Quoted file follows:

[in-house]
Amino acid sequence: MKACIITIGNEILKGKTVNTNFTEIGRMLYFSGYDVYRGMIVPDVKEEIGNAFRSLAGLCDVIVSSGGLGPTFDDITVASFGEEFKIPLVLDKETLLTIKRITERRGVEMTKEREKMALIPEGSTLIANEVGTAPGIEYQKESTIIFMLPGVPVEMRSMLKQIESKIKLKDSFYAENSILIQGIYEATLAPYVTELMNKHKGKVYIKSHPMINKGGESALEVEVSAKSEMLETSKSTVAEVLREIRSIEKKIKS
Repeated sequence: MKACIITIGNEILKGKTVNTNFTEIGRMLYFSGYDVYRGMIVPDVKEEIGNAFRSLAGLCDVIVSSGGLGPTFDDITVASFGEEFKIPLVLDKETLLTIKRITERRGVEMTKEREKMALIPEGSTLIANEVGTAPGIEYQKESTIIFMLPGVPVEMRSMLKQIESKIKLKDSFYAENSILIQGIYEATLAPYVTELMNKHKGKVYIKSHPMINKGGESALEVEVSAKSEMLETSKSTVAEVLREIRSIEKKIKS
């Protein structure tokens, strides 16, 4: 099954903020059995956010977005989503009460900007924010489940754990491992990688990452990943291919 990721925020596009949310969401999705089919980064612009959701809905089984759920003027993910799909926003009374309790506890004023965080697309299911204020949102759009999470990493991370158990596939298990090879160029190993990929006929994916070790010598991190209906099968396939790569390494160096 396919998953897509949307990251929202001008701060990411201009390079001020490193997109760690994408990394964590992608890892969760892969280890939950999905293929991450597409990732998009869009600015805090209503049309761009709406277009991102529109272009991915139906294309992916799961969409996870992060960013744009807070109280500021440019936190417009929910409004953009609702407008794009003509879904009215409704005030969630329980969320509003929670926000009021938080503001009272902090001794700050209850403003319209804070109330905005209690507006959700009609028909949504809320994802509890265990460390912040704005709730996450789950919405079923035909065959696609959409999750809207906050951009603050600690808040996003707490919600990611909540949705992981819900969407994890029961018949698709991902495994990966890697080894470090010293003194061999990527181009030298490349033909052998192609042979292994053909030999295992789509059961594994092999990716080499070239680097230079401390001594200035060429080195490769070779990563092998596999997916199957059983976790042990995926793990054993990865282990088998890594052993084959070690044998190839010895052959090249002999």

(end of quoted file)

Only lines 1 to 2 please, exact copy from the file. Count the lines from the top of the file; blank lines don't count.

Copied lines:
[in-house]
Amino acid sequence: MKACIITIGNEILKGKTVNTNFTEIGRMLYFSGYDVYRGMIVPDVKEEIGNAFRSLAGLCDVIVSSGGLGPTFDDITVASFGEEFKIPLVLDKETLLTIKRITERRGVEMTKEREKMALIPEGSTLIANEVGTAPGIEYQKESTIIFMLPGVPVEMRSMLKQIESKIKLKDSFYAENSILIQGIYEATLAPYVTELMNKHKGKVYIKSHPMINKGGESALEVEVSAKSEMLETSKSTVAEVLREIRSIEKKIKS